‘I persevered, day by day, poco a poco, paso a paso’
Years in the making
my path to Finisterre
unfolds step by step
By Lawrence Nagel
Unstructured spiritual paths, meandering as they tend to be, often prove most meaningful for many of us as we flee the strictures of doctrinaire religions in a spiritual quest for understanding, and perhaps a bit of wisdom. Just one week after returning from the Camino de Santiago, I found myself at Breitenbush Retreat Center in Oregon’s north Cascades, a place I’d visited only as a child decades before.
Wandering the trails, through lush forest and along the rushing river, I began to reflect on my recent countless steps — from the Pyrenees, to Santiago de Compostela, to Finisterre — as a peregrino seeking the patience and presence of inner peace through silent meditations and observing timeless landscapes trod by 12 centuries of pilgrims. Many walk seeking an epiphany at some point along the way. As my own steps carried me along the varying terrain, I began to contemplate each momentary place, each stone-strewn hill, herd of sheep, misty forest, fellow peregrino, or a shimmering village in a valley on the horizon and the hope of reaching it before fatigue prevailed.
Yet an enduring amazement sustained me. Looking for light from within also came around to looking outward and embracing a pastiche of images offered up by the places I passed along my way. I could not know what I might find — it would come in its own time. I would just walk, relax, and remain mindful and receptive. As John O’Donohue said in “Anam Cara,” “Your soul knows the geography of your destiny.” I thought about this often as I ambled along, contemplating how I had somehow known I would someday find my way to this path, and how my sense of being just where I was at any given moment was a gift of destiny.
Take this long journey
the one you began before
the one with no end
Arriving at the beginning, my feet had conversations with me. They needed encouragement, from heart and mind, about what would be asked of them. And an emergency appendectomy four days before my departure from home had left me wondering about this wayfaring journey I’d been planning for so long, and my doctor’s wariness of my determination to venture off so soon.
He had said, “You’re going to … what?!”
With those four days at home to ponder it all and another four in Basque country to acclimate, I followed my heart and my path. I was hopeful my stamina would stay with me, trusting that my training would carry me forward each day over the miles of terrain and hours of treading. They did and I persevered, day by day, poco a poco, paso a paso (little by little, step by step). The shared spirit of “Buen Camino!” amongst passing pilgrims was a cheerful encouragement throughout each day, providing moments of peaceful assurance that I would press on, on, and on again.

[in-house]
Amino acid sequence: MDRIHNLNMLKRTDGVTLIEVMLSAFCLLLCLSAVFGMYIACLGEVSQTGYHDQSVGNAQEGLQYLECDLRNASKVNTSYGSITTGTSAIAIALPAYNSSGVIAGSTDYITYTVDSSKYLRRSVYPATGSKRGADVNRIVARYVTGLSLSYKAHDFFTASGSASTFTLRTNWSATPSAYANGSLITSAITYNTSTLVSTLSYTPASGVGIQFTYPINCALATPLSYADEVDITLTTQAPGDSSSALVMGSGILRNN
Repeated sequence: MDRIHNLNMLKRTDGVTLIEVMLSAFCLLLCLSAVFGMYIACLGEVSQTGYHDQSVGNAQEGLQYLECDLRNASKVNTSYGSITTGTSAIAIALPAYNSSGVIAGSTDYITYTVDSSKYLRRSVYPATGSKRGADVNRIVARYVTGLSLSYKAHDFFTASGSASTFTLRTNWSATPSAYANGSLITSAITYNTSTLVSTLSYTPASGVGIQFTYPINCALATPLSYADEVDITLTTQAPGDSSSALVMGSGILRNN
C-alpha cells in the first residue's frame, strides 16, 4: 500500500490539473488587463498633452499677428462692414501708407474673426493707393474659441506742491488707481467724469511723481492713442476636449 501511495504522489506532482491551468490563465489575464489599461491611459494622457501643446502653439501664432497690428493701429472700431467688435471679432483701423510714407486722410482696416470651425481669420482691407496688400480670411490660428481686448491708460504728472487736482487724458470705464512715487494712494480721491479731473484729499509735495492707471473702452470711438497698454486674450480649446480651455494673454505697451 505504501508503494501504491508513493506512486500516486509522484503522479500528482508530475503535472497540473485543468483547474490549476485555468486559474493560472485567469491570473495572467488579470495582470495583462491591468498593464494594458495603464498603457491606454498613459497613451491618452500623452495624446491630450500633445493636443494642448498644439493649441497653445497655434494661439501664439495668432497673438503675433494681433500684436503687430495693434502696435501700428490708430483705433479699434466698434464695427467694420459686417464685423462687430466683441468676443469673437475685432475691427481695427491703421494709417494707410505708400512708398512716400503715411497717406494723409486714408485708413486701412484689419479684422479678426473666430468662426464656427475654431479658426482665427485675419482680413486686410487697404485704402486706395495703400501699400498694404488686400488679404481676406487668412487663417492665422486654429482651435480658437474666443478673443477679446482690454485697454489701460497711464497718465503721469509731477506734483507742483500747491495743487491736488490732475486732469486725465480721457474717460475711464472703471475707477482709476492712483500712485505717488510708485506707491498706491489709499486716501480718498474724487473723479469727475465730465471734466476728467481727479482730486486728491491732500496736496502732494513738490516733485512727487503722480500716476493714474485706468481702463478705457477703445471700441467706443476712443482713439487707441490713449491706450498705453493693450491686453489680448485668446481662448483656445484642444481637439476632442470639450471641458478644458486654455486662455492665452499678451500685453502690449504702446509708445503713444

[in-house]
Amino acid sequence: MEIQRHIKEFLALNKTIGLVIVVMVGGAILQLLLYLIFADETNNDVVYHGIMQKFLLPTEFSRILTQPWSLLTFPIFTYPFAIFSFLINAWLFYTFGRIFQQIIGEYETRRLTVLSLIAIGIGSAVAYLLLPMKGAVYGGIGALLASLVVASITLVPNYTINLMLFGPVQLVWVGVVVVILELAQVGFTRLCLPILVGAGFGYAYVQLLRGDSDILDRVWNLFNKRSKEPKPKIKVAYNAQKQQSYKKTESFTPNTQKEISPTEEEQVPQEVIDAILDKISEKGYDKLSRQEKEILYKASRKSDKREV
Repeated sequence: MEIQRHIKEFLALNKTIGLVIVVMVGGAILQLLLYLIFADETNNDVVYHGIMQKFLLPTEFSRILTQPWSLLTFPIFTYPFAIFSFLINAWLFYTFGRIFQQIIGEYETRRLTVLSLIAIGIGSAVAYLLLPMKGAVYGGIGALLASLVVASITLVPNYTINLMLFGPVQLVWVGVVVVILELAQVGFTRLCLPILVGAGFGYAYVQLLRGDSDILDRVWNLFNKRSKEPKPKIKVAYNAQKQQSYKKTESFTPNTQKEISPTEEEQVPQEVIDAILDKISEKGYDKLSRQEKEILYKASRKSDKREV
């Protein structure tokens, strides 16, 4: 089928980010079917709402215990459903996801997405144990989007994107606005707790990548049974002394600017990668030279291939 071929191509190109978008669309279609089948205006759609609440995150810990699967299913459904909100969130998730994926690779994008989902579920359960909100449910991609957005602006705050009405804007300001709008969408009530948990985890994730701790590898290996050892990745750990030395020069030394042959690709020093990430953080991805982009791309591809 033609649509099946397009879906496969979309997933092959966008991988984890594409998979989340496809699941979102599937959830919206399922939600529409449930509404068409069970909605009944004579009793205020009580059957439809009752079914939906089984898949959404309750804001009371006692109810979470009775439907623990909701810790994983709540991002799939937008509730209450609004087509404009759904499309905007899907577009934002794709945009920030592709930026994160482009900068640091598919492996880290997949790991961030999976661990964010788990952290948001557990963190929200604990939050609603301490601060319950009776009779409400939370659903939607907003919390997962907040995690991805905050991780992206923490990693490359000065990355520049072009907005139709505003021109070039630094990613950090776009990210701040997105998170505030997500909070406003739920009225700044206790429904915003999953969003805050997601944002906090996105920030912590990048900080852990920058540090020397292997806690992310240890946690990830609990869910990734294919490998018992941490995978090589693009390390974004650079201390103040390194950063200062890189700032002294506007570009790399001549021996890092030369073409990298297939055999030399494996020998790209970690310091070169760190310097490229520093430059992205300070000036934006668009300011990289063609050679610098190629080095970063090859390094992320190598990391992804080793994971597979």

There is an indelible destination to this particular time-honored odyssey, yet Santiago de Compostela, and Finisterre (the “end of the earth”), gradually blended into the journey itself. It seemed as if meaningful, peaceful thoughts often came after walking these long miles, mindfully and quietly. I strive for spiritual renewal day by day in life, leaving the past in the past, using it to learn for today and plan for tomorrow.
Sometimes a realization would arrive upon waking the following morning after distilling overnight. Or, while walking, as a sudden “epiphanous” interruption of a present moment, like a sound one might notice the moment it stops. From time to time, I would pause and choose a small stone for my pocket to carry along, then home, bits of ancient earth as talismans of my journey, pebbles pummeled underfoot by a millennium of peregrinos. Gradually, my mind’s eye began to see what has passed, is now, and may well be. Like having been in a place you’ve not seen, or known, and then sensing your mind telling you that it surely saw, knew, all before.
“Traveler, there is no path
The path is made by walking
By walking you make a path
And turning, you look back
At a way you will never tread again”
Lawrence Nagel is a native Oregonian and 30-year resident of Ashland who enjoys quests around the Rogue Valley, the Pacific Northwest, and abroad, traveling by car, boat, rail, on two wheels, and air if necessary. He may be reached at email@example.com. Send 600- to 700-word articles on all aspects of inner peace to Richard Carey (firstname.lastname@example.org).